ASU’s Southwest Interdisciplinary Research Center has created an interactive online training website to educate lawmakers and public health practitioners about substance abuse prevention.
The site, called “Communities in Context: Using Data to Empower Arizona Communities,” focuses on teaching users how to utilize the Community Data Project, a database for substance-related topics, ranging from specific alcohol problems in Arizona to substance abuse outcomes, according to its website.
Wendy Wolfersteig, director of Evaluation and Partner Contracts at the SIRC, said the site was created to help people properly use available substance-abuse training.
“We developed an all-day training program, but then we thought we should make that training available online,” Wolfersteig said.
The new site was made possible through funding from the Governor’s Office for Children, Youth and Families.
In-person training for using the Community Data Project had been in place, but Wolfersteig said they thought more people could be educated with the online option.
In-person training is still offered despite the new site. The SIRC contacted Learning Forever professional development to translate the in-person training to an online site.
Learning Forever is a resource for current and future educators offered through the Mary Lou Fulton Teachers College, where people can access the training.
“We collaborated with Learning Forever and had conversations about how we might work together to achieve this,” Wolfersteig said. “They helped us develop this training online, which we are now just starting to promote.”
Exploratory freshman Gabrielle Meszaros said she believed the extent to which Communities in Context educates could benefit site users greatly.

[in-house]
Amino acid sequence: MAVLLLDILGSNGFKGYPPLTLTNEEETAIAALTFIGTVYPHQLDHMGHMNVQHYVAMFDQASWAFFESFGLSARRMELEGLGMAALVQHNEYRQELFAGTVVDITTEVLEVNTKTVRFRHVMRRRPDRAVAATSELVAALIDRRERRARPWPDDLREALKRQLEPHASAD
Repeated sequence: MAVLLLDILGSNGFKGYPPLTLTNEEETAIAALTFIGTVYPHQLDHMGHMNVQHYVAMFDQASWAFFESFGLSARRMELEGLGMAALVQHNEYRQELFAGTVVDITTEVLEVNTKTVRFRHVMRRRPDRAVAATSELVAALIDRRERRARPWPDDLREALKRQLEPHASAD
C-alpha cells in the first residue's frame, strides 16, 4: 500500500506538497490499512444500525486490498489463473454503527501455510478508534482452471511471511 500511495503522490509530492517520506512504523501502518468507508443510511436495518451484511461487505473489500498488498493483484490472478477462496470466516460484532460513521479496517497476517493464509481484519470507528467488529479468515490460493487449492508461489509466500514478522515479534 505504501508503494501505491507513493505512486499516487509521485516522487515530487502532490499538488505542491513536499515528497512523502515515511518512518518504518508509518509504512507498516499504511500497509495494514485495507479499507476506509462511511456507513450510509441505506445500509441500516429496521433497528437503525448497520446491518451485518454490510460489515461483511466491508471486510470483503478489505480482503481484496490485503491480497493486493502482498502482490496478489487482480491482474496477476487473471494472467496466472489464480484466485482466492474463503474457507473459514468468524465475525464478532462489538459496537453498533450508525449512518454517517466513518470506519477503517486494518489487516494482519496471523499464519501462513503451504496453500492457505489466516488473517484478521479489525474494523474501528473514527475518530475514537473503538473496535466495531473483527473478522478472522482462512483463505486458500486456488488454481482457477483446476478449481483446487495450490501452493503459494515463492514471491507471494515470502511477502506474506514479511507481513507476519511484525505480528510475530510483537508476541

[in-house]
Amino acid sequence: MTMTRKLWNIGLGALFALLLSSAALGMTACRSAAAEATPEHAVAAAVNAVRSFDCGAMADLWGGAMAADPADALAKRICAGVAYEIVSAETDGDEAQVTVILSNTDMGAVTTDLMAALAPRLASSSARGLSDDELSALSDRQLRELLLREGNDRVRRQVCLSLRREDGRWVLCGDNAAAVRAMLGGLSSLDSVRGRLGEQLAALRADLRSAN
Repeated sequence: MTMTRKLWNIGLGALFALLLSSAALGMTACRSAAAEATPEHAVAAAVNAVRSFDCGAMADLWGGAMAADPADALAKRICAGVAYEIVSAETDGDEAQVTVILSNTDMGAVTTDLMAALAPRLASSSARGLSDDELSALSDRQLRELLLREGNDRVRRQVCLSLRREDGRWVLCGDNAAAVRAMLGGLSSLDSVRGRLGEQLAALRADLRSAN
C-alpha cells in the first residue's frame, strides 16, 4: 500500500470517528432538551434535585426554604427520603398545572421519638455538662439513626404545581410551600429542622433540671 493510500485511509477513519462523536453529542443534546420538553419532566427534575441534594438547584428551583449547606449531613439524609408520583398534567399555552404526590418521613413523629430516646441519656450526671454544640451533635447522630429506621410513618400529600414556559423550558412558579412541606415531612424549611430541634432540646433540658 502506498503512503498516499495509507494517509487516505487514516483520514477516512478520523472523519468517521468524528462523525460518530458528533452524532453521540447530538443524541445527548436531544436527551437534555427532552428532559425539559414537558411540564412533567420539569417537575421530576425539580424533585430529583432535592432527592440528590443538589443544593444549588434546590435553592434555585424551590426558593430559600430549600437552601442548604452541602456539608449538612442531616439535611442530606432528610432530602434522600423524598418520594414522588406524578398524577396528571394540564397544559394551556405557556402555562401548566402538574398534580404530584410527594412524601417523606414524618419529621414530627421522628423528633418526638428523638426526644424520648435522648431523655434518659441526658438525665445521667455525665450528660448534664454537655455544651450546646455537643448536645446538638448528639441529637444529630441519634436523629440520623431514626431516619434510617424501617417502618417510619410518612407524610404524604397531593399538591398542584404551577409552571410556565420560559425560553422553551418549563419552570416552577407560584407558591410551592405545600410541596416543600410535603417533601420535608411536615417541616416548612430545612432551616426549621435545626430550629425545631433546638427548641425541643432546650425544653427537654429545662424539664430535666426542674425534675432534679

“I think this is definitely a very good thing,” she said. “If it goes into large detail about prevention, then it would most likely help.”
Computer science junior Amy Mazzola said she thought providing the substance abuse training online was a wise idea.
“Putting the training online makes it accessible to more people,” she said. “I think it probably gives health providers more opportunities. I think it’s important.”
Wolfersteig said Communities in Context tries to help practitioners use statistical data and reports which may, in the future, teach them how to prevent substance abuse. The site was designed especially to be user-friendly.
“We make it very user friendly and it’s done in modules,” she said. “You can do it at your own pace, and it’s interactive with activities included. I believe we have eight or nine moderators. We had real live people who have been helping to do the training and who have all moderated with us before.”
Communities in Context provides a comprehensive overview of the Community Data Project, and training may translate to four hours of continuing education credit.
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